Homeowner Guidelines for Using Pesticides

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The word "pesticides" includes many products, like:

  • herbicides to control weeds
  • fungicides to control certain types of plant diseases
  • insecticides to control insects
  • rodenticides to control rats, mice and other rodents
  • sanitizers for swimming pools and spas to control micro-organisms

Pesticides are made from both conventional (synthetic) and naturally occurring (biochemical) active ingredients. For example, the lawn care product 2,4-D is synthetic, while a pesticide with the active ingredient of acetic acid, like found in vinegar, is biochemical.

A homeowner, pet owner, farmer or golf course operator may use the same pesticide ingredients, but each product is designed specifically for an intended use. Health Canada assesses all of the ingredients, determines label directions for each product, and registers only those products that will not harm human health or the environment.

If you choose to use a pesticide in or around your home, you are responsible for its proper use. This includes being familiar with safe handling and application procedures, the precautions described on the label, and how to dispose of pesticides properly.

Following are general homeowner guidelines on the proper use, storage and disposal of pesticides.

The following will help you, as a homeowner, how to properly use, store and dispose of pesticides.

Managing and Controlling Common House and Garden Pests

It is up to you how much damage from a pest you will accept before trying to control it. However, before purchasing a pesticide, check on possible alternatives that may be available. Some pests may be controlled by using traps and physical barriers, or by sealing cracks and crevices that may allow pests to enter the home. You may also want to hire a pest control operator, who is licensed and familiar with alternative methods of pest control.

Some provinces and municipalities have placed restrictions on what pesticides you can use (referred to as 'cosmetic bans'), so check with your local authorities before buying or using them.

Do not buy a pesticide if the packaging is visibly damaged or seems to have been tampered with. Instead report it to the vendor. If you notice damaged or defective packaging after purchase, report this as an incident to the pesticide company listed on the label, or to Health Canada.

General Safety Precautions

  • Always read the label carefully. You must follow all safety precautions described on the product label to protect your health, the health of others and the environment.
  • Generally, pesticide application should only be done when there are no children, pregnant women, elderly persons, pets or animals present.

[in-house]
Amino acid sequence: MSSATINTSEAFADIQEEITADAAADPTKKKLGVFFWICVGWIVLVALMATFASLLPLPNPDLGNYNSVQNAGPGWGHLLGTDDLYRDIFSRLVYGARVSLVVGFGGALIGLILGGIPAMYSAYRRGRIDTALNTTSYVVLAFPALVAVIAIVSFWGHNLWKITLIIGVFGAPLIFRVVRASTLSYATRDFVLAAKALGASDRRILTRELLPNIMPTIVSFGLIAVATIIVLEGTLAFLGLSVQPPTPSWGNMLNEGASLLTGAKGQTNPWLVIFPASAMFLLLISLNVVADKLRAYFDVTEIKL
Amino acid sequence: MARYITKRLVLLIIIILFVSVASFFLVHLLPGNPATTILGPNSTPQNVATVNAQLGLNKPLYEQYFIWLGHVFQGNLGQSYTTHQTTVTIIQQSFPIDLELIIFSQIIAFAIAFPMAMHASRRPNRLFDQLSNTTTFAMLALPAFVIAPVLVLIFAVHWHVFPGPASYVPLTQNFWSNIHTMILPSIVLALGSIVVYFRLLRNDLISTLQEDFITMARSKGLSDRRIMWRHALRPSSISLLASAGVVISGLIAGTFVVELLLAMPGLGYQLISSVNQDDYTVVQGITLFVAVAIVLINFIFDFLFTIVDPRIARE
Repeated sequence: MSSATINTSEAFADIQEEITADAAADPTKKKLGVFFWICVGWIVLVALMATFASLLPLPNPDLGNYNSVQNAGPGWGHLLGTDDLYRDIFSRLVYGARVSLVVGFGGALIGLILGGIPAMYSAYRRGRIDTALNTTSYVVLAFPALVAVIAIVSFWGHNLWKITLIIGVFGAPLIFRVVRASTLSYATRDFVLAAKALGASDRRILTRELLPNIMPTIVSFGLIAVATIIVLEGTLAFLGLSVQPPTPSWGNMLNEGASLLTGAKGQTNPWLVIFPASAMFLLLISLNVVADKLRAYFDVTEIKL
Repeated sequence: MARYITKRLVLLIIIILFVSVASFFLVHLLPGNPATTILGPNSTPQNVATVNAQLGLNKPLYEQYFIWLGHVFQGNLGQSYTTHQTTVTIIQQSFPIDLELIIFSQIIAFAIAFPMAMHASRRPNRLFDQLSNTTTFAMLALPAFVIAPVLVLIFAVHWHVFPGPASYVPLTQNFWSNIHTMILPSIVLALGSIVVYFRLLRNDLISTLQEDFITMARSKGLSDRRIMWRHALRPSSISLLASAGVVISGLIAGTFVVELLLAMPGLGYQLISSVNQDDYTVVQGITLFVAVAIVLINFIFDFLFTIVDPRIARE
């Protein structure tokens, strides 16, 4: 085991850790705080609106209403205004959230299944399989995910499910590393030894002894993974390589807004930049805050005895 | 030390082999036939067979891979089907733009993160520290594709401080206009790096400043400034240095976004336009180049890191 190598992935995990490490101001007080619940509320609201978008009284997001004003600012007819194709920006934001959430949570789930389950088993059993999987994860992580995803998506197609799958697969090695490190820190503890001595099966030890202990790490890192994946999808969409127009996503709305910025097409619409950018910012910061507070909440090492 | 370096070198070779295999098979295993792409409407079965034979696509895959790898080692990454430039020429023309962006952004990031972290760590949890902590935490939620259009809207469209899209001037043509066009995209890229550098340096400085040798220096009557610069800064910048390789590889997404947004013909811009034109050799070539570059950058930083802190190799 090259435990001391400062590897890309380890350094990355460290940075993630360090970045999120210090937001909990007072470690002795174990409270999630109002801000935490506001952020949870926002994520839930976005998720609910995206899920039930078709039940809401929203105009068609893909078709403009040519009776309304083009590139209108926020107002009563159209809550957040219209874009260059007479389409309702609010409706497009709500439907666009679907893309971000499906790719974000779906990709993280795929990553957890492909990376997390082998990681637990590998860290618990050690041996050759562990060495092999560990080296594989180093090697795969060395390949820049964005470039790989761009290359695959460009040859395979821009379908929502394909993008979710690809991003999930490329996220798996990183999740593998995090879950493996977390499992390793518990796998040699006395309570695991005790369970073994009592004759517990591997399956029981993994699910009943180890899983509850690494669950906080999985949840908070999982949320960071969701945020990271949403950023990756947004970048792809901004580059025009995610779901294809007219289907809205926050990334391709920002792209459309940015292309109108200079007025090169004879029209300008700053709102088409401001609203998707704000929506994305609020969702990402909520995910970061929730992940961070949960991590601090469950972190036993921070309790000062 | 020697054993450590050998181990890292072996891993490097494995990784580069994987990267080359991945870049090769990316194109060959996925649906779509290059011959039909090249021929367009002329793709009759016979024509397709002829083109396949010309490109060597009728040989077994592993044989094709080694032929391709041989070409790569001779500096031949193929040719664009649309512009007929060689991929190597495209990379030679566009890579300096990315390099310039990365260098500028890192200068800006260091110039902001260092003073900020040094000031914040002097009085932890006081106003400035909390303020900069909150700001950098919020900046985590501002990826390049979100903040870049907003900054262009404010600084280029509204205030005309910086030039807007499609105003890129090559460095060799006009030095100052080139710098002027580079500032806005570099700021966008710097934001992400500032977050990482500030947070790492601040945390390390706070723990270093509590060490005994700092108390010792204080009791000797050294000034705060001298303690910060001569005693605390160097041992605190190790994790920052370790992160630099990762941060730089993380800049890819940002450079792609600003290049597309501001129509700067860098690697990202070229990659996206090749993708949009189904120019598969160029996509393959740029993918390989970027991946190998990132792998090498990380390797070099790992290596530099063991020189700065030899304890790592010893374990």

• Never mix or combine different pesticides together unless the label instructions say to do so.
  • Use a pesticide only for its intended purpose, for example, never use a pesticide indoors when it is intended for outdoor use.
  • Do not apply pesticides directly to people, clothing or bedding, except when told to do so on the label (like when using personal insect repellents).

Pet Products

Do not treat pets with pesticides unless the pesticide says it is intended for use on pets. If you need to use a flea control product, be sure to use it only on the animal specified on the product label: dog products for dogs, cat products for cats. Apply only the amount stated for the size, weight or age of the animal being treated. Apply only as often as it says on the label.

Additional Safety Precautions

Pregnant women should follow the additional safety precaution of not entering a pesticide-treated area for 24 hours after the pesticide has been applied. Pregnant women may also be more sensitive to the strong odour of ingredients contained in some pesticides. The odour itself is not harmful and should go away if there is enough ventilation. This residual odour may be caused by trace amounts of sulphur-based compounds and solvents in the pesticide.

Children and pets should not be allowed to enter a pesticide-treated area until the applied product is dry, or as specifically directed on the label.

As with many natural and synthetic products, some pesticides may cause allergic reactions in some people. Information on known allergic reactions can be found on the product label. Persons prone to allergic reactions should stay out of the treated area for a period of 24 hours after application.

General Guidelines for Indoor Use of Pesticides

  • Cover or remove food, dishes and utensils from any area that is to be treated.
  • Cover or remove aquariums and pet food dishes.
  • Do not smoke, drink or eat while applying pesticides.
  • Do not rub your eyes or touch your mouth while working with pesticides.
  • After applying pesticides, wash your hands and face with hot soapy water.
  • Do not touch treated surfaces until the pesticide has dried completely (label directions will tell you the anticipated drying time).
  • To help the product dry, provide some air ventilation (for example, open your doors and windows for a few hours).
  • Wash all surfaces that normally come in direct contact with food with hot soapy water, like counters, tables and stove tops.

General Guidelines for Outdoor Use of Pesticides